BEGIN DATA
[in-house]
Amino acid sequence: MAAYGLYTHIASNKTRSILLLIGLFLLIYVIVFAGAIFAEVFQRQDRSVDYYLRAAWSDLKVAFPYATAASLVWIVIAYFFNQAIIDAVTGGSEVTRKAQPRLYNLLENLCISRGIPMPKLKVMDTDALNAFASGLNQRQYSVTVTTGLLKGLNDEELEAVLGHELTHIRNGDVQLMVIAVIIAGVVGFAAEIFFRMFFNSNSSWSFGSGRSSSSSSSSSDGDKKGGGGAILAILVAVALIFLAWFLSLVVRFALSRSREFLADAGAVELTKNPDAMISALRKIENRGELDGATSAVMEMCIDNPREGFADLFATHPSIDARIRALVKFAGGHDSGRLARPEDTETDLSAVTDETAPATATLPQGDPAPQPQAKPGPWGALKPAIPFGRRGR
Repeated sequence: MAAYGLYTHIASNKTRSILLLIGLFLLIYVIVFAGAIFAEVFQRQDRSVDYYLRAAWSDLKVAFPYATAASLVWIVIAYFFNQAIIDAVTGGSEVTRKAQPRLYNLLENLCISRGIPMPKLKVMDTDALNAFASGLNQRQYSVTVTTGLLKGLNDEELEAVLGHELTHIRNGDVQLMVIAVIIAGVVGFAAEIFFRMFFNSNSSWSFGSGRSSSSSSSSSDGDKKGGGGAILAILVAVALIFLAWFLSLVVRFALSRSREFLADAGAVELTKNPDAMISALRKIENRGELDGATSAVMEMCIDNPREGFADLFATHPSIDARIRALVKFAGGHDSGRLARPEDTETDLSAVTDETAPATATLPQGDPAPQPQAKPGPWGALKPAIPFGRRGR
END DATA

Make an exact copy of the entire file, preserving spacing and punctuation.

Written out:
[in-house]
Amino acid sequence: MAAYGLYTHIASNKTRSILLLIGLFLLIYVIVFAGAIFAEVFQRQDRSVDYYLRAAWSDLKVAFPYATAASLVWIVIAYFFNQAIIDAVTGGSEVTRKAQPRLYNLLENLCISRGIPMPKLKVMDTDALNAFASGLNQRQYSVTVTTGLLKGLNDEELEAVLGHELTHIRNGDVQLMVIAVIIAGVVGFAAEIFFRMFFNSNSSWSFGSGRSSSSSSSSSDGDKKGGGGAILAILVAVALIFLAWFLSLVVRFALSRSREFLADAGAVELTKNPDAMISALRKIENRGELDGATSAVMEMCIDNPREGFADLFATHPSIDARIRALVKFAGGHDSGRLARPEDTETDLSAVTDETAPATATLPQGDPAPQPQAKPGPWGALKPAIPFGRRGR
Repeated sequence: MAAYGLYTHIASNKTRSILLLIGLFLLIYVIVFAGAIFAEVFQRQDRSVDYYLRAAWSDLKVAFPYATAASLVWIVIAYFFNQAIIDAVTGGSEVTRKAQPRLYNLLENLCISRGIPMPKLKVMDTDALNAFASGLNQRQYSVTVTTGLLKGLNDEELEAVLGHELTHIRNGDVQLMVIAVIIAGVVGFAAEIFFRMFFNSNSSWSFGSGRSSSSSSSSSDGDKKGGGGAILAILVAVALIFLAWFLSLVVRFALSRSREFLADAGAVELTKNPDAMISALRKIENRGELDGATSAVMEMCIDNPREGFADLFATHPSIDARIRALVKFAGGHDSGRLARPEDTETDLSAVTDETAPATATLPQGDPAPQPQAKPGPWGALKPAIPFGRRGR